Admittedly, this last problem is less apparent in today’s first story, “Miss Ill-Kept Runt”, but Hirshberg has other problems to fill the gap. A short one, about ten pages, “Miss Ill-Kept Runt” is told from the point of view of Chloe who, if my math is correct, is just shy of five years old as she and her family pile into the car -- the entire story consists of the family on the road -- leaving their house and moving elsewhere to be near Chloe’s, as she calls them, “Grammy and Grumpy.” This, by the way, is the kind of concession towards childhood thinking that Hirshberg is willing to make – the insufferable cuteness. "Miss Ill-Kept Runt" is full of this, disjointed weirdness such as a game Chloe invented called the "silly-rhyme-pencil game", which consists of saying something, in this case "Bye, house", and is answered by someone else with a rhyming phrase that begins with the word "pencil", like, in this case, "Pencil mouse." "Bye, house." "Pencil mouse." You know, like kids do. This reminds me of that moment in Signs when Mel Gibson says of his children "They should be outside playing Furry Furry Rabbit" and Joaquin Phoenix asks "What's Furry Furry Rabbit?", to which Gibson replies "It's a game, isn't it?"
Plus there's Chloe's brother, who we know only as The Miracle, because he survived a life-threatening head injury when he was five, and who says to his father at one point "Dad, Gordyfoot." First of all, "Gordyfoot" turns out to be a reference to Gordon Lightfoot, a CD of music by whom The Miracle (or perhaps The Miracle!?!?) would like to listen to. I thought maybe "Gordyfoot" was a nickname Mr. Lightfoot once had thrust upon him by his fans, but I looked it up and, the heavens bless us and keep us, it wasn't. So this is one of those things where a family creates some kind of delightful shorthand for themselves, but, as with the pencil rhyme game, Hirshberg has a particular knack for making all this allegedly personal, individual stuff sound hopelessly manufactured. I don't believe a word of any of it. "Miss Ill-Kept Runt" goes horror late, and not very effectively. It's a story with a twist, one I should have seen coming, and one that left me unmoved. "Oh," was all the reaction I could muster.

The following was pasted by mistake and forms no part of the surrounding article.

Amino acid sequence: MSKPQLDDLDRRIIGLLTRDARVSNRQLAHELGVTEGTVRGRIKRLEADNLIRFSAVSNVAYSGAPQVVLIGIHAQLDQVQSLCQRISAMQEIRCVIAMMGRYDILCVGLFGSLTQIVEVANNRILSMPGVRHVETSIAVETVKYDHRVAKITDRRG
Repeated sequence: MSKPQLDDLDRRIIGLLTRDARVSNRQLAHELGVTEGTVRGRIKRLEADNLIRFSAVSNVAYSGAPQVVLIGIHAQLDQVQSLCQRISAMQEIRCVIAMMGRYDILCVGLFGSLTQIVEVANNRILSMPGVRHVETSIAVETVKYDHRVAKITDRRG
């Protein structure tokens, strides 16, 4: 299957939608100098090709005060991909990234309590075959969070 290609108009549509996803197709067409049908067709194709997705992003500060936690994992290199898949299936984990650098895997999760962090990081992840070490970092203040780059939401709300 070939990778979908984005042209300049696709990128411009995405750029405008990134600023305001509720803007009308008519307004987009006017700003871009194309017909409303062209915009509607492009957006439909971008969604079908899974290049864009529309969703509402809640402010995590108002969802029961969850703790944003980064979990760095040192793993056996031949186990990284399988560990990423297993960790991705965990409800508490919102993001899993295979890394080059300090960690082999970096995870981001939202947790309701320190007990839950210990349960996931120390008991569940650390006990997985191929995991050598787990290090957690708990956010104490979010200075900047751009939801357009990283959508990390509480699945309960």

"Struwwelpeter", the longer story, has many of the same problems, though I must say it starts off quite well. For one thing, here Hirshberg manages to justify the sluggishness that hamstrings all his fiction, especially his characters, and especially his children characters, by setting "Struwwelpeter" in a wet little town near Puget Sound. This, from Andrew, our young narrator:
For hours, we'd prowl the green hillsides, watching the sailors yell at the invading seals from the top of the locks while the seals ignored them, skimming for fish and sometimes rolling on their backs and flipping their fins. We watched the rich-people sailboats with their masts rusting, the big gray fishing boats from Alaska and Japan and Russia with the fishermen bored on deck, smoking, throwing butts at the seals and leaning on the rails while the gulls shrieked overhead.